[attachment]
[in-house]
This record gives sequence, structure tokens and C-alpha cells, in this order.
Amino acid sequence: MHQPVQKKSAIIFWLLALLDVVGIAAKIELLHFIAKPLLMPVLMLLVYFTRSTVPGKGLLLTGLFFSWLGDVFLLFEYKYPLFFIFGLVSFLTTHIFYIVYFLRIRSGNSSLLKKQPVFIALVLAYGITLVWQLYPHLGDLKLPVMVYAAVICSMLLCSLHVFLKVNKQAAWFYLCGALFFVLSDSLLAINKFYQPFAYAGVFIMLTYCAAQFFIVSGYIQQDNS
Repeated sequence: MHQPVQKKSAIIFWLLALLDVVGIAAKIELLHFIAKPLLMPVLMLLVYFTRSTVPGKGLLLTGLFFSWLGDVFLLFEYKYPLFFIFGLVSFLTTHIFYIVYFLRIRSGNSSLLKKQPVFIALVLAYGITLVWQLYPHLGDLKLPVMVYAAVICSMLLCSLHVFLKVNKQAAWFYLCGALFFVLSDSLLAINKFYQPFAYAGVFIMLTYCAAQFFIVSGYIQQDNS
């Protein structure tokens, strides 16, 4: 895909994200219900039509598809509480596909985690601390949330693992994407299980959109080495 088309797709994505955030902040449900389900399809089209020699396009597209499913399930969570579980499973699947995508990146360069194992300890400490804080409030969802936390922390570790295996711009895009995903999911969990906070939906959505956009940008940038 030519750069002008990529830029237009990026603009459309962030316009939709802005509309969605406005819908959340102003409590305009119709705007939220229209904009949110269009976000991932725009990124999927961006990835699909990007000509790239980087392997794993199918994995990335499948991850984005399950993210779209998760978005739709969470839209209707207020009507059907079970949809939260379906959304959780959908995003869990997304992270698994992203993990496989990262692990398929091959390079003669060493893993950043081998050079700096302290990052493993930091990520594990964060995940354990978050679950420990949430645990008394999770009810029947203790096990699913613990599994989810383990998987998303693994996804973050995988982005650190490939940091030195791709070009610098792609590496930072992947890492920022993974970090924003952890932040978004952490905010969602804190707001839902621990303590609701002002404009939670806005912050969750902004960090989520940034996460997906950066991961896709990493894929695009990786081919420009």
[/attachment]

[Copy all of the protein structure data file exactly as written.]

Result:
[in-house]
This record gives sequence, structure tokens and C-alpha cells, in this order.
Amino acid sequence: MHQPVQKKSAIIFWLLALLDVVGIAAKIELLHFIAKPLLMPVLMLLVYFTRSTVPGKGLLLTGLFFSWLGDVFLLFEYKYPLFFIFGLVSFLTTHIFYIVYFLRIRSGNSSLLKKQPVFIALVLAYGITLVWQLYPHLGDLKLPVMVYAAVICSMLLCSLHVFLKVNKQAAWFYLCGALFFVLSDSLLAINKFYQPFAYAGVFIMLTYCAAQFFIVSGYIQQDNS
Repeated sequence: MHQPVQKKSAIIFWLLALLDVVGIAAKIELLHFIAKPLLMPVLMLLVYFTRSTVPGKGLLLTGLFFSWLGDVFLLFEYKYPLFFIFGLVSFLTTHIFYIVYFLRIRSGNSSLLKKQPVFIALVLAYGITLVWQLYPHLGDLKLPVMVYAAVICSMLLCSLHVFLKVNKQAAWFYLCGALFFVLSDSLLAINKFYQPFAYAGVFIMLTYCAAQFFIVSGYIQQDNS
């Protein structure tokens, strides 16, 4: 895909994200219900039509598809509480596909985690601390949330693992994407299980959109080495 088309797709994505955030902040449900389900399809089209020699396009597209499913399930969570579980499973699947995508990146360069194992300890400490804080409030969802936390922390570790295996711009895009995903999911969990906070939906959505956009940008940038 030519750069002008990529830029237009990026603009459309962030316009939709802005509309969605406005819908959340102003409590305009119709705007939220229209904009949110269009976000991932725009990124999927961006990835699909990007000509790239980087392997794993199918994995990335499948991850984005399950993210779209998760978005739709969470839209209707207020009507059907079970949809939260379906959304959780959908995003869990997304992270698994992203993990496989990262692990398929091959390079003669060493893993950043081998050079700096302290990052493993930091990520594990964060995940354990978050679950420990949430645990008394999770009810029947203790096990699913613990599994989810383990998987998303693994996804973050995988982005650190490939940091030195791709070009610098792609590496930072992947890492920022993974970090924003952890932040978004952490905010969602804190707001839902621990303590609701002002404009939670806005912050969750902004960090989520940034996460997906950066991961896709990493894929695009990786081919420009």